How I learned to stop worrying and love petrol


I found this a very interesting article.

It discusses the environmental benefits petrol has brought to the world and to humanity, and how it has contributed enormously to improving human health and our standard of living.

imageAmong these benefits are the removal of the starvation period at the end of every spring; the removal of huge piles of horse manure, and the associated stench and disease, from large cities; the concentration of crop farming onto the best soil on the planet; and the subsequent reforestation, return to nature, or less intense farming, of vast swathes of dangerously overused land.

When one considers what is the point of industrialisation, exponentially powerful technology, and scientific breakthroughs, much of it comes down to the rather mundane task of growing, transporting, storing and eating food. The Industrial Revolution has benefitted humanity because it made it easier to keep humans alive.  It has benefitted humanity, and the planet, by allowing the planet to support more humans utilising less land.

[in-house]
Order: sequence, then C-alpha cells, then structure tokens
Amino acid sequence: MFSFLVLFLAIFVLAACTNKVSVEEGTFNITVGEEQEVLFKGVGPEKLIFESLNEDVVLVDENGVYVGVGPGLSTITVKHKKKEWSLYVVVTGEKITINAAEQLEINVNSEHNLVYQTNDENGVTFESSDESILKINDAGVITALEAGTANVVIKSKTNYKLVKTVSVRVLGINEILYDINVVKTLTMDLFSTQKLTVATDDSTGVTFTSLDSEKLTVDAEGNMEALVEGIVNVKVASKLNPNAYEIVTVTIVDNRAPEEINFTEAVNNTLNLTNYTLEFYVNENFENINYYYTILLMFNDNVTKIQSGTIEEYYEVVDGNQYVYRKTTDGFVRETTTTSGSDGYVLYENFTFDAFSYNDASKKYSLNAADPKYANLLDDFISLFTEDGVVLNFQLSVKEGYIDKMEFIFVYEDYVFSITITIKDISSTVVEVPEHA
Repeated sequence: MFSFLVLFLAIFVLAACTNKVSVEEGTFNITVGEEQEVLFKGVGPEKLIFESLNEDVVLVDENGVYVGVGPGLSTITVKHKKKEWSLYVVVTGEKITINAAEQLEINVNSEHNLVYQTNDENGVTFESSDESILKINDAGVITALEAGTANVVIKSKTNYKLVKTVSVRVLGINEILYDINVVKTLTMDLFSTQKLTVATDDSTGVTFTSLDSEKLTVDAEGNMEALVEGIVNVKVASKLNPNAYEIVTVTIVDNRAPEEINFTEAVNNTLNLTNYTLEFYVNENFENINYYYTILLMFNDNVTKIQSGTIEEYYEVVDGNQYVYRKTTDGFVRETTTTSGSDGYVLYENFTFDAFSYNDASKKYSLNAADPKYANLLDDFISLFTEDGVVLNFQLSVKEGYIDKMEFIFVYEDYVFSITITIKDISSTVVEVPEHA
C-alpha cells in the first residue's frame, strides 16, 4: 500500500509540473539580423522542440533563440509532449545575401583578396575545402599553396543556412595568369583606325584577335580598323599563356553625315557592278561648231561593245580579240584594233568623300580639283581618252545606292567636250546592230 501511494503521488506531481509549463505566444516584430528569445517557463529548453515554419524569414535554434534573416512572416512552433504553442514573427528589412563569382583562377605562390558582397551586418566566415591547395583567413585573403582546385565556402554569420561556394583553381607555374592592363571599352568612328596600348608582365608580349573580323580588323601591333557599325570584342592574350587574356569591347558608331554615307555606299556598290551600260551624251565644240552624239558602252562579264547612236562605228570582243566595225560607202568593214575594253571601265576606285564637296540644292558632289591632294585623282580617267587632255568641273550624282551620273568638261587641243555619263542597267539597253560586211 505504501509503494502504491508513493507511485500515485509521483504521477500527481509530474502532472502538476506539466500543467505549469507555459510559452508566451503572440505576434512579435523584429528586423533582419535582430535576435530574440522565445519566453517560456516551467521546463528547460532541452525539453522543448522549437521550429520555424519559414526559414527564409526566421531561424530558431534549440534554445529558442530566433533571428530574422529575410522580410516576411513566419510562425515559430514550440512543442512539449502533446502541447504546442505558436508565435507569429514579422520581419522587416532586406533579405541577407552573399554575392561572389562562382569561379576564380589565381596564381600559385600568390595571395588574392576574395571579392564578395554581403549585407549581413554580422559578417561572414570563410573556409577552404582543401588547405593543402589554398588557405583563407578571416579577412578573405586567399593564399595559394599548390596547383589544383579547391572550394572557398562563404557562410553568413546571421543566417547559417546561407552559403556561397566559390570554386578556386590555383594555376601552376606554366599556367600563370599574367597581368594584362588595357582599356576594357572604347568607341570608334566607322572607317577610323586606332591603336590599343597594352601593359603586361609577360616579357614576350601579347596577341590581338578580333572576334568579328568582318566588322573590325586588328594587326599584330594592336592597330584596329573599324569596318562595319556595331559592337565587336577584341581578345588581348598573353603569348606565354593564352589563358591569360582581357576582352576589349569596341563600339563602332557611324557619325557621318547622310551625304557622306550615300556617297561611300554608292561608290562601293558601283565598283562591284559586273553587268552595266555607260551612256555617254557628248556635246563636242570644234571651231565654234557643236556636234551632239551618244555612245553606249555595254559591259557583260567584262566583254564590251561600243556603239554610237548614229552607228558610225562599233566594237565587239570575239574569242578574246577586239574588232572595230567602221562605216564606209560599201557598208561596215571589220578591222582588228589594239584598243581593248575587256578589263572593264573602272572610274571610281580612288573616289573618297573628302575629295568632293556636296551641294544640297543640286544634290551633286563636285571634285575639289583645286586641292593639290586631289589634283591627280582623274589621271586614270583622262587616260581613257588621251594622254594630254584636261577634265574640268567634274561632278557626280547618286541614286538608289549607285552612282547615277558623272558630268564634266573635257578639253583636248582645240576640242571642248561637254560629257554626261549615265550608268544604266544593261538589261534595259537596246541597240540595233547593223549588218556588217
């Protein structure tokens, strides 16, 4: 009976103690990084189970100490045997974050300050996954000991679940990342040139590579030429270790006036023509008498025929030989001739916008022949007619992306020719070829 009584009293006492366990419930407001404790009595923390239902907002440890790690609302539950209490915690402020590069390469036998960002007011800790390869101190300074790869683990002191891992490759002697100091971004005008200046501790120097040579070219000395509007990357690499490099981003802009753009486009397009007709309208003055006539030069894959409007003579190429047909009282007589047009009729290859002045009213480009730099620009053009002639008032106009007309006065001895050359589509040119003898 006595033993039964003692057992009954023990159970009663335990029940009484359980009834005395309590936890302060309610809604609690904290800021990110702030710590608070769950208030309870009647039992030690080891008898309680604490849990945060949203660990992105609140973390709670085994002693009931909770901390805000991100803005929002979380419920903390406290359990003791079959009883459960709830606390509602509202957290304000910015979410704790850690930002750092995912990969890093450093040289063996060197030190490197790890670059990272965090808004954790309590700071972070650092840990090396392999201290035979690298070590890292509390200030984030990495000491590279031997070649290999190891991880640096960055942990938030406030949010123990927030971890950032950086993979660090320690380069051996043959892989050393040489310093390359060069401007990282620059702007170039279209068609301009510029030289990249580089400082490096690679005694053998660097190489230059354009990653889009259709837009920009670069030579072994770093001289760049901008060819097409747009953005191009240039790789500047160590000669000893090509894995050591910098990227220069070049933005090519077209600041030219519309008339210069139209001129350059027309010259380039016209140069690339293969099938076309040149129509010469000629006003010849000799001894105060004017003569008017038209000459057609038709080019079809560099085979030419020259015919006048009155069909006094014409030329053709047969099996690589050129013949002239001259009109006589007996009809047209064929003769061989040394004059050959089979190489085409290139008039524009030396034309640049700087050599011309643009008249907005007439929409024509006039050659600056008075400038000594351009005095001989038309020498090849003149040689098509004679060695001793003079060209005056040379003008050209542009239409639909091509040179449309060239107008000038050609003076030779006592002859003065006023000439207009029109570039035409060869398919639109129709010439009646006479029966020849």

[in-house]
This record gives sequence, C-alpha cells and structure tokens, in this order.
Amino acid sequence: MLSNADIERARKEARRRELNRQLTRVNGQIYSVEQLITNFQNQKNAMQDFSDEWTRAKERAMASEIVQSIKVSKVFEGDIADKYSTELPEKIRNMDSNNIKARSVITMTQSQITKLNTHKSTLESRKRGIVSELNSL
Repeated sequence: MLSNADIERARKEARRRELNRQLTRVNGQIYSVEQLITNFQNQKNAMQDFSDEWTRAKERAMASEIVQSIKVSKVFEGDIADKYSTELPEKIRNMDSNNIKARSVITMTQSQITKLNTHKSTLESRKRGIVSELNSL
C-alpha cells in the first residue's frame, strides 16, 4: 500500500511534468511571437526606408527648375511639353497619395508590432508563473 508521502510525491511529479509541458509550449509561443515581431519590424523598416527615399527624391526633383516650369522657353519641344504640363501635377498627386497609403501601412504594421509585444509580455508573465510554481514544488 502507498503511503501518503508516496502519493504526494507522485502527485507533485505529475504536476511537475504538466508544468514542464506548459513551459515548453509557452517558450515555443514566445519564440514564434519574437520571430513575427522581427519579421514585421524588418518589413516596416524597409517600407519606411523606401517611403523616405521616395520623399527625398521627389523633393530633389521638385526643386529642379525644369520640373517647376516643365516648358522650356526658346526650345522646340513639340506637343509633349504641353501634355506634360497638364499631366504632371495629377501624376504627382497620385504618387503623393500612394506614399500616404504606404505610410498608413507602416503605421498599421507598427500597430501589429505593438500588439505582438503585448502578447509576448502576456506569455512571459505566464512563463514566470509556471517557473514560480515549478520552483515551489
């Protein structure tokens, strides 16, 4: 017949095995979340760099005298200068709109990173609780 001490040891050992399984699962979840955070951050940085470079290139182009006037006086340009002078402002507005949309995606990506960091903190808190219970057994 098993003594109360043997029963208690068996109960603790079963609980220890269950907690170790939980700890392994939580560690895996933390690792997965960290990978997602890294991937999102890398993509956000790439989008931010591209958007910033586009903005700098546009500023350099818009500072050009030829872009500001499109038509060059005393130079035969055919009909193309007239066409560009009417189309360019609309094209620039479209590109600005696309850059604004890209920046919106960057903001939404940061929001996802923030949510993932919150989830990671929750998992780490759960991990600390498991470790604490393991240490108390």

When we consider the next frontier for humanity – space – the endpoint of all the efforts going into researching, developing, creating and applying new technology; and the vision, resourcefulness and bravery of of the people who will travel into space in order to tame it; will likewise be the rather mundane task of keeping humans alive in an environment away from earth, whether it be on another planet, or the ships used to get us there.

My favourite moment in this article is the following observation:

“To most of us, the notion that we can have our cake and eat it too is mind-boggling. Yet, in many respects, this is what petroleum products in general and modern transportation technologies in particular have actually delivered.”

We have been conditioned to balk at the site of heavy industry and concrete jungles, but keep in mind that every aspect of this is designed to make our lives better. If it doesn’t make our lives better, a free market will ensure that it either fails, or finds a way to improve so that it does make our lives better.

In the words of “the Doc,” if you put your mind to it, you can achieve anything.

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David has studied history and political science at Melbourne University. His thesis was written on how the utilisation of Missile Defence can help to achieve nuclear disarmament. His interest in history was piqued by playing a flight simulator computer game about the Battle of Britain, and he hopes to one day siphon the earnings from his political writings into funding the greatest prog-rock concept album the world has ever seen.